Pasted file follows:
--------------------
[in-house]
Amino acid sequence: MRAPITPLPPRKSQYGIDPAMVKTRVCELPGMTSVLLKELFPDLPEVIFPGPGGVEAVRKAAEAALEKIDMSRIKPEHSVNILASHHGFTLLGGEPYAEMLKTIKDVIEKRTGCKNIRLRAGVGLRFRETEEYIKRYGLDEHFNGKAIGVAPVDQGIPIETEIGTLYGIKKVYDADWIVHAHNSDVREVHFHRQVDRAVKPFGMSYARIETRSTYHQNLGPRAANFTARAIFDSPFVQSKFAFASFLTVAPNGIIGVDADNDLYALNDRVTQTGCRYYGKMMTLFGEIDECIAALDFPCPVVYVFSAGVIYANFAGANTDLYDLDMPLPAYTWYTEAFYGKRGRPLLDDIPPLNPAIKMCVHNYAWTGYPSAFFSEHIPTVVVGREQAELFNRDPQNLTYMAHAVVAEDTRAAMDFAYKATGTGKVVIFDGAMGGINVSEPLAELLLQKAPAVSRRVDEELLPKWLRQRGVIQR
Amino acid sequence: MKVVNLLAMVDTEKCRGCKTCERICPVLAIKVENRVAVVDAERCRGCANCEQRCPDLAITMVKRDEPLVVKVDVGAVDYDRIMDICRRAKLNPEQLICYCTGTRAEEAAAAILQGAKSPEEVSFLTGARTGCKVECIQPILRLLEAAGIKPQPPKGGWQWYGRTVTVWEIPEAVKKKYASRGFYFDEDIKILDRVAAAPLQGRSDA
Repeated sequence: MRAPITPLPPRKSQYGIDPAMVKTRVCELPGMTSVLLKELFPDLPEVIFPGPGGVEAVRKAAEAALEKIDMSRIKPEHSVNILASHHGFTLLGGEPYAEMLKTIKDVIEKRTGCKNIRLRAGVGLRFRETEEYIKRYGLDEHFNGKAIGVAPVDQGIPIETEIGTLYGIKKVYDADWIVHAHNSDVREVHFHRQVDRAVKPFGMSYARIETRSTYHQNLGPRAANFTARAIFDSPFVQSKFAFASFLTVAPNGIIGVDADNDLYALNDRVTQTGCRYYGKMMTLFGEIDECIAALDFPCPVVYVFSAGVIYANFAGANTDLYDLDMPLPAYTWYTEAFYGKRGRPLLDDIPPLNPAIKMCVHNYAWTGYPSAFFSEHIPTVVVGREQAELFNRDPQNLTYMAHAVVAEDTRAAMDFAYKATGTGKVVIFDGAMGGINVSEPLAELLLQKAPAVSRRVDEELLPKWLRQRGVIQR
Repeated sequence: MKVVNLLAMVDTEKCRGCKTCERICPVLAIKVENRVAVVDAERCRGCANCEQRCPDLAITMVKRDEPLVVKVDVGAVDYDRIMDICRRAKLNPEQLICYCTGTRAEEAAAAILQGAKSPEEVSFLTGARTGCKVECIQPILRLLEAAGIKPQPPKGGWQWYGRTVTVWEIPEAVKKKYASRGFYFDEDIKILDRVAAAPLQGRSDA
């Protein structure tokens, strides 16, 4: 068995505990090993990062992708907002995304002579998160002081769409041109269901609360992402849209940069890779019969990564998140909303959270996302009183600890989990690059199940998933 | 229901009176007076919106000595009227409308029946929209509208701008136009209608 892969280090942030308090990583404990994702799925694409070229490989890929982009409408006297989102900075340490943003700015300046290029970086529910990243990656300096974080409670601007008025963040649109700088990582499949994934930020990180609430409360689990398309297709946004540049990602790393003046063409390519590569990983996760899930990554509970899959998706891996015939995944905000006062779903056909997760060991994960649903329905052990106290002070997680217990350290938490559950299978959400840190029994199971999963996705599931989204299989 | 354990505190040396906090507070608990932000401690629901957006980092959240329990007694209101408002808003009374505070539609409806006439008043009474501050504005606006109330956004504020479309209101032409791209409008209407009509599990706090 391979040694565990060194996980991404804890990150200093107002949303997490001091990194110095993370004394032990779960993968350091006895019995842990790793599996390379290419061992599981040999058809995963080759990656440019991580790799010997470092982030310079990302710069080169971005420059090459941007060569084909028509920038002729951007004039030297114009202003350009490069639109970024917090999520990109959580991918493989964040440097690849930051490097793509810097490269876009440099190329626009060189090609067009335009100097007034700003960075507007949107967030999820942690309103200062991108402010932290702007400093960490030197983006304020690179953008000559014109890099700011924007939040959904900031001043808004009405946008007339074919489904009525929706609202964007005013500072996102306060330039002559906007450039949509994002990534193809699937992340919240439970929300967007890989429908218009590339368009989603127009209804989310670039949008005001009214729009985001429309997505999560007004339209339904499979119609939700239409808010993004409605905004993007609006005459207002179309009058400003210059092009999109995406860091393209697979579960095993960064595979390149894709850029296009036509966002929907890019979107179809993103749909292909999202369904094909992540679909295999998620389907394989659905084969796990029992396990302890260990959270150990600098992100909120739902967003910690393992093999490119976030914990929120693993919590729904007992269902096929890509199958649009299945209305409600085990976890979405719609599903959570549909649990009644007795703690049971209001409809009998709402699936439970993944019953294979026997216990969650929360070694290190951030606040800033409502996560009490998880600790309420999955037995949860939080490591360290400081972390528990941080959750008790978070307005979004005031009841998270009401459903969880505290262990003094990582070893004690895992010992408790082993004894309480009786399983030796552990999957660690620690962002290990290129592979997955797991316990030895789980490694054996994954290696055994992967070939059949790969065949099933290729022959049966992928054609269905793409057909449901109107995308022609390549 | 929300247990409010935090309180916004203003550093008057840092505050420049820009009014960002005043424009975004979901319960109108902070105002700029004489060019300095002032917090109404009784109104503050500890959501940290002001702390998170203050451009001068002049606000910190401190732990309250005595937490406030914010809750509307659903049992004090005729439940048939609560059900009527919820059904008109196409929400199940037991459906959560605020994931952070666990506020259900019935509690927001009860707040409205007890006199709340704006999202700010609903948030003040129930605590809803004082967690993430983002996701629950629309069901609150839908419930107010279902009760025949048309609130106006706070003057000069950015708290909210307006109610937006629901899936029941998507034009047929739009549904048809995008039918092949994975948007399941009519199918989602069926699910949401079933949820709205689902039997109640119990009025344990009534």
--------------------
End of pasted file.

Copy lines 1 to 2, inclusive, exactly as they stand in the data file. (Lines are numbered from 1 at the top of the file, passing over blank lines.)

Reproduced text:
[in-house]
Amino acid sequence: MRAPITPLPPRKSQYGIDPAMVKTRVCELPGMTSVLLKELFPDLPEVIFPGPGGVEAVRKAAEAALEKIDMSRIKPEHSVNILASHHGFTLLGGEPYAEMLKTIKDVIEKRTGCKNIRLRAGVGLRFRETEEYIKRYGLDEHFNGKAIGVAPVDQGIPIETEIGTLYGIKKVYDADWIVHAHNSDVREVHFHRQVDRAVKPFGMSYARIETRSTYHQNLGPRAANFTARAIFDSPFVQSKFAFASFLTVAPNGIIGVDADNDLYALNDRVTQTGCRYYGKMMTLFGEIDECIAALDFPCPVVYVFSAGVIYANFAGANTDLYDLDMPLPAYTWYTEAFYGKRGRPLLDDIPPLNPAIKMCVHNYAWTGYPSAFFSEHIPTVVVGREQAELFNRDPQNLTYMAHAVVAEDTRAAMDFAYKATGTGKVVIFDGAMGGINVSEPLAELLLQKAPAVSRRVDEELLPKWLRQRGVIQR